Cannabis companies got on board, too, a marked contrast to other gig-economy companies. Jerred Kiloh, the president of the United Cannabis Business Association (UCBA) Trade Association, which represents legal dispensaries in Los Angeles, said that his organization wasn’t initially sure whether to support the rules or fight them. But unlicensed dispensaries were pushing back against any regulation, and licensed dispensaries worried that the proliferation of independent contractors would lead to the creation of a “gray area” in which customers didn’t know who was actually selling the product, and if they were buying from a licensed dispensary, he said, so they came around to regulation.

Workers are split on whether they like the changes. Sky Siegel, the general manager for the Perennial Holistic Center in Los Angeles, said about half of his drivers preferred being independent contractors, and quit before the change went into effect so they could find other gig jobs. Some left because Siegel can’t yet afford to offer them benefits, so he is limiting employees to 30 hours a week so as not to trigger IRS provisions that would categorize employees as full-time. Though they received minimum-wage protections under the new rules, many workers decided that 30 hours a week, even as an employee, was not enough.

But for the half who stayed, some parts of the job are easier. Rather than using their own cars to make deliveries, they use vehicles provided by the dispensary. The dispensary withholds their taxes, so they get to avoid the April panic that’s become a rite of passage for gig-economy workers. Because of California labor laws, if they work shifts that last more than eight hours a day, 40 hours a week, they receive overtime pay. Their shifts follow a regular schedule now, replacing the free-for-all that would happen in the past when new shifts were posted (Mondays at 4:20 p.m., of course).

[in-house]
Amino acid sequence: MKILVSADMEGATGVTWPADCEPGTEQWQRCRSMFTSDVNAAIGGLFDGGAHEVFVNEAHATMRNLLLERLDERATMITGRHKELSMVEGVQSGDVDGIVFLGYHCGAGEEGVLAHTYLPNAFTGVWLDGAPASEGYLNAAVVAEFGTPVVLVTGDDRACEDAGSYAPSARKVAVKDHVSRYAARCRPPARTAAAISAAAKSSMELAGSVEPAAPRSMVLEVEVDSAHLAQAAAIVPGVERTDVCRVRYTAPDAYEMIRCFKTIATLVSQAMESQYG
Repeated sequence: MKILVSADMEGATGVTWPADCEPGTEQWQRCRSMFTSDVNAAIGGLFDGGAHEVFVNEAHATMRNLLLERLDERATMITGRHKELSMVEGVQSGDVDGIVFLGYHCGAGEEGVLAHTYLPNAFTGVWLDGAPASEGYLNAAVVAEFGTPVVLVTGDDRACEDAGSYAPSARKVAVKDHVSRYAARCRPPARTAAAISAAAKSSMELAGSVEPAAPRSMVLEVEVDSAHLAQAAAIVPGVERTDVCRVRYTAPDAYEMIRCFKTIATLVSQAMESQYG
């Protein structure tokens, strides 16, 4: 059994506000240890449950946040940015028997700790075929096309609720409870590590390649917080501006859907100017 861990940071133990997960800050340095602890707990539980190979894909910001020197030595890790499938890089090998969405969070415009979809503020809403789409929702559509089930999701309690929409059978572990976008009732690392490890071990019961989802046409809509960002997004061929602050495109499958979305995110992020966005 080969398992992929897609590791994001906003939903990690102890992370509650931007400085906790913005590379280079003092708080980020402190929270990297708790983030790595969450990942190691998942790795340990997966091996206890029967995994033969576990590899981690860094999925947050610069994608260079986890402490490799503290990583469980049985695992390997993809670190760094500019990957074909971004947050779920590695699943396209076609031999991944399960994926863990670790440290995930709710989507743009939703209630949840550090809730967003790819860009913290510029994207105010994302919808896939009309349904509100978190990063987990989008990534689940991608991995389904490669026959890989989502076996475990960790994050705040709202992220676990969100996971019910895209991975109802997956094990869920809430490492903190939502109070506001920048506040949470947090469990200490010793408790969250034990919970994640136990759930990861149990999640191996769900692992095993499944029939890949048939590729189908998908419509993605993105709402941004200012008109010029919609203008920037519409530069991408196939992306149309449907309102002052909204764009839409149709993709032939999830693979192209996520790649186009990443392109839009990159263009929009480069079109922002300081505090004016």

Matthew Johnson, 24, is one of the employees who stayed on after the transition. He’d been driving for companies like DoorDash and Grubhub before he started working for Perennial, so he was accustomed to being an independent contractor. But he likes the predictability, job security, and guaranteed hours of being an employee. He has even moved up the job ladder: As an employee keyed in to what was happening around the office, he started doing some events with Eaze, the start-up that works with Perennial and other dispensaries to manage deliveries. He showed his bosses that he was a hard and dedicated worker, and was able to suggest some tweaks to the platform that made it run more smoothly. He got a promotion, and now, in addition to driving, he also manages customer-support service and operations for Perennial.

Johnson now thinks all gig companies should switch to the employee model. “I think that with the amount of hours people work, and the type of hard work they put in for these companies, they deserve to be employees,” he told me. “Sometimes the companies just throw them away, like they’re disposable.”

But Earl Kim, who started at Perennial as a driver and now also works in operations and management, is less sure that the change has been positive. Some workers don’t like that there are fewer hours available, and that shifts are more regimented, he said. Before, if you finished your shift early, you could leave; now you are getting paid by the hour, rather than by how much work you complete in a period of time.Employers are divided on the change, too, largely because categorizing workers as employees has a much higher up-front cost to companies. Having employees means more meetings, more tracking of people’s progress, more coaching workers who might need improvement, more hoops to jump through when you want to fire someone.Kiloh, the UCBA president who also owns the Higher Path cannabis collective in Los Angeles, told me the switch increased his costs by 12 to 15 percent—a huge amount in a competitive industry. But he’s targeting older customers, and he’s found they like interacting with trained employees who know the product well and take on responsibility for any questions they might have. “Customers are saying, ‘I like this more, these people represent your brand, they represent your product better,’” he told me. Kiloh, who has a master’s degree in economics, actually thinks it’s more cost-effective to classify workers as employees than independent contractors, because they become more invested in doing a good job. Still, he says he’d prefer to be able to have mostly employees and a few independent contractors during busy periods.

Sourcing Seminar at MAGIC, Featured Panelists: Aaron Renfro

Sourcing at Magic- August 2018 Focus
August 12-15, 2018, Las Vegas Convention Center
SOURCING at MAGIC is bringing business issues to the forefront.
Hear the experts and specialists who focus on the issues of “protecting”
the brands of their clients in today’s wild -wild ‘social media’ culture.